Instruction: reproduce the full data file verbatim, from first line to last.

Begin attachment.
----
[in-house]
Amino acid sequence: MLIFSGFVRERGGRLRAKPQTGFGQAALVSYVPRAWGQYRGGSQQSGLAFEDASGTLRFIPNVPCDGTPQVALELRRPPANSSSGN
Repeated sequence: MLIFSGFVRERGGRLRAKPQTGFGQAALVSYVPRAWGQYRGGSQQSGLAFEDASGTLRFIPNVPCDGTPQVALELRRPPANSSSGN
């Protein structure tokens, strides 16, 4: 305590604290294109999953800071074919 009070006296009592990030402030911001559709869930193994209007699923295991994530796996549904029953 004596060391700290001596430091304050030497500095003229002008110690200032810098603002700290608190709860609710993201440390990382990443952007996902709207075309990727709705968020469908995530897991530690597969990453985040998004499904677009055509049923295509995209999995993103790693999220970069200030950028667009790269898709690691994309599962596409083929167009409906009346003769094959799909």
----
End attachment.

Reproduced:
[in-house]
Amino acid sequence: MLIFSGFVRERGGRLRAKPQTGFGQAALVSYVPRAWGQYRGGSQQSGLAFEDASGTLRFIPNVPCDGTPQVALELRRPPANSSSGN
Repeated sequence: MLIFSGFVRERGGRLRAKPQTGFGQAALVSYVPRAWGQYRGGSQQSGLAFEDASGTLRFIPNVPCDGTPQVALELRRPPANSSSGN
């Protein structure tokens, strides 16, 4: 305590604290294109999953800071074919 009070006296009592990030402030911001559709869930193994209007699923295991994530796996549904029953 004596060391700290001596430091304050030497500095003229002008110690200032810098603002700290608190709860609710993201440390990382990443952007996902709207075309990727709705968020469908995530897991530690597969990453985040998004499904677009055509049923295509995209999995993103790693999220970069200030950028667009790269898709690691994309599962596409083929167009409906009346003769094959799909």